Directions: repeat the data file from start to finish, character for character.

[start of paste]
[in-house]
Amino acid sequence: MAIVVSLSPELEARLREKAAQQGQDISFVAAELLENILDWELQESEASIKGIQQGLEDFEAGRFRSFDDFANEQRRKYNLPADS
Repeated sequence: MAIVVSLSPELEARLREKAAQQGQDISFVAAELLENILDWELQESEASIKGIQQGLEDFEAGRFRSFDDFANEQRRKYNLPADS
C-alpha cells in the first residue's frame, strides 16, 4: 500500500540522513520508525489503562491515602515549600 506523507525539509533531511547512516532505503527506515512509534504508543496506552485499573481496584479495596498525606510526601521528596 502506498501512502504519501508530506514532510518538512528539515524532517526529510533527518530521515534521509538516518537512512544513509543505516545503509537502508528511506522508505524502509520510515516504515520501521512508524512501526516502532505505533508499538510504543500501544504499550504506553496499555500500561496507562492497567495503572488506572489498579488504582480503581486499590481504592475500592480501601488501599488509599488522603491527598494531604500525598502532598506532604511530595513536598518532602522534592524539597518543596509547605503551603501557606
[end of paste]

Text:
[in-house]
Amino acid sequence: MAIVVSLSPELEARLREKAAQQGQDISFVAAELLENILDWELQESEASIKGIQQGLEDFEAGRFRSFDDFANEQRRKYNLPADS
Repeated sequence: MAIVVSLSPELEARLREKAAQQGQDISFVAAELLENILDWELQESEASIKGIQQGLEDFEAGRFRSFDDFANEQRRKYNLPADS
C-alpha cells in the first residue's frame, strides 16, 4: 500500500540522513520508525489503562491515602515549600 506523507525539509533531511547512516532505503527506515512509534504508543496506552485499573481496584479495596498525606510526601521528596 502506498501512502504519501508530506514532510518538512528539515524532517526529510533527518530521515534521509538516518537512512544513509543505516545503509537502508528511506522508505524502509520510515516504515520501521512508524512501526516502532505505533508499538510504543500501544504499550504506553496499555500500561496507562492497567495503572488506572489498579488504582480503581486499590481504592475500592480501601488501599488509599488522603491527598494531604500525598502532598506532604511530595513536598518532602522534592524539597518543596509547605503551603501557606